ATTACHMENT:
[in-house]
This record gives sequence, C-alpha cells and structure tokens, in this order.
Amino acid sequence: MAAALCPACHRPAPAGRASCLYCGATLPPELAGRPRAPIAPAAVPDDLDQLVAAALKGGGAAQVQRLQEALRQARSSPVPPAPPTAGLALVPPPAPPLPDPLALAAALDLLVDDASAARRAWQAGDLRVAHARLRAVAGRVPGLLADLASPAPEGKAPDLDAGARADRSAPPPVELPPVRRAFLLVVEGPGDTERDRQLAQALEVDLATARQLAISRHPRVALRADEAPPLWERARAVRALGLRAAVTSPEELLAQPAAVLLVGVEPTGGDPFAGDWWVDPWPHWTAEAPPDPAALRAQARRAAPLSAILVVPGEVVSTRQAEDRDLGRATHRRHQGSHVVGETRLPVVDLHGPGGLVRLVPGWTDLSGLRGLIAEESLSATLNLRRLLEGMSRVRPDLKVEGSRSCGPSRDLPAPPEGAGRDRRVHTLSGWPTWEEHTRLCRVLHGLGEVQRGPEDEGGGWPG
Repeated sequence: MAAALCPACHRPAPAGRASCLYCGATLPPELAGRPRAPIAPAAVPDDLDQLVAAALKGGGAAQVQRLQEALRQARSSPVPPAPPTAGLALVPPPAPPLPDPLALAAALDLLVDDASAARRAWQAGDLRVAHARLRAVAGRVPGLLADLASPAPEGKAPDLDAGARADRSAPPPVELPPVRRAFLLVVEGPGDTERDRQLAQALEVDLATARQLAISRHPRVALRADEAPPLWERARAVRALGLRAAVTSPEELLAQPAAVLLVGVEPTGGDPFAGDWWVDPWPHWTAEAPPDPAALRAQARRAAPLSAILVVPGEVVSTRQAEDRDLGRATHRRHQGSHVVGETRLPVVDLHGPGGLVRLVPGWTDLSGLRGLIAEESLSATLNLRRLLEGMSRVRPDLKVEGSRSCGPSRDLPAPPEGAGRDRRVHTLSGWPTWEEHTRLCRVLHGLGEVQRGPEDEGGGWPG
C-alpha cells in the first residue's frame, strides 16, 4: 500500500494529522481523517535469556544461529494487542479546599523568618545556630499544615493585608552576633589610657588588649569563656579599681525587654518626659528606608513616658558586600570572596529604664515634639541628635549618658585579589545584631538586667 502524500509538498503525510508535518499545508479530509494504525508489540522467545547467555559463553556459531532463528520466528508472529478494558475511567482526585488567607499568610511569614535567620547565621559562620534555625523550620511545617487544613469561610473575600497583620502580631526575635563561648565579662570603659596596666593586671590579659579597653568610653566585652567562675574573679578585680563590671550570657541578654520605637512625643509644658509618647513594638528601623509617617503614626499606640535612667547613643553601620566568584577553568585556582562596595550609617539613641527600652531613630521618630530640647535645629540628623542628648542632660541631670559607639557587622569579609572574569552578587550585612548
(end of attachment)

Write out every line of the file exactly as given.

[in-house]
This record gives sequence, C-alpha cells and structure tokens, in this order.
Amino acid sequence: MAAALCPACHRPAPAGRASCLYCGATLPPELAGRPRAPIAPAAVPDDLDQLVAAALKGGGAAQVQRLQEALRQARSSPVPPAPPTAGLALVPPPAPPLPDPLALAAALDLLVDDASAARRAWQAGDLRVAHARLRAVAGRVPGLLADLASPAPEGKAPDLDAGARADRSAPPPVELPPVRRAFLLVVEGPGDTERDRQLAQALEVDLATARQLAISRHPRVALRADEAPPLWERARAVRALGLRAAVTSPEELLAQPAAVLLVGVEPTGGDPFAGDWWVDPWPHWTAEAPPDPAALRAQARRAAPLSAILVVPGEVVSTRQAEDRDLGRATHRRHQGSHVVGETRLPVVDLHGPGGLVRLVPGWTDLSGLRGLIAEESLSATLNLRRLLEGMSRVRPDLKVEGSRSCGPSRDLPAPPEGAGRDRRVHTLSGWPTWEEHTRLCRVLHGLGEVQRGPEDEGGGWPG
Repeated sequence: MAAALCPACHRPAPAGRASCLYCGATLPPELAGRPRAPIAPAAVPDDLDQLVAAALKGGGAAQVQRLQEALRQARSSPVPPAPPTAGLALVPPPAPPLPDPLALAAALDLLVDDASAARRAWQAGDLRVAHARLRAVAGRVPGLLADLASPAPEGKAPDLDAGARADRSAPPPVELPPVRRAFLLVVEGPGDTERDRQLAQALEVDLATARQLAISRHPRVALRADEAPPLWERARAVRALGLRAAVTSPEELLAQPAAVLLVGVEPTGGDPFAGDWWVDPWPHWTAEAPPDPAALRAQARRAAPLSAILVVPGEVVSTRQAEDRDLGRATHRRHQGSHVVGETRLPVVDLHGPGGLVRLVPGWTDLSGLRGLIAEESLSATLNLRRLLEGMSRVRPDLKVEGSRSCGPSRDLPAPPEGAGRDRRVHTLSGWPTWEEHTRLCRVLHGLGEVQRGPEDEGGGWPG
C-alpha cells in the first residue's frame, strides 16, 4: 500500500494529522481523517535469556544461529494487542479546599523568618545556630499544615493585608552576633589610657588588649569563656579599681525587654518626659528606608513616658558586600570572596529604664515634639541628635549618658585579589545584631538586667 502524500509538498503525510508535518499545508479530509494504525508489540522467545547467555559463553556459531532463528520466528508472529478494558475511567482526585488567607499568610511569614535567620547565621559562620534555625523550620511545617487544613469561610473575600497583620502580631526575635563561648565579662570603659596596666593586671590579659579597653568610653566585652567562675574573679578585680563590671550570657541578654520605637512625643509644658509618647513594638528601623509617617503614626499606640535612667547613643553601620566568584577553568585556582562596595550609617539613641527600652531613630521618630530640647535645629540628623542628648542632660541631670559607639557587622569579609572574569552578587550585612548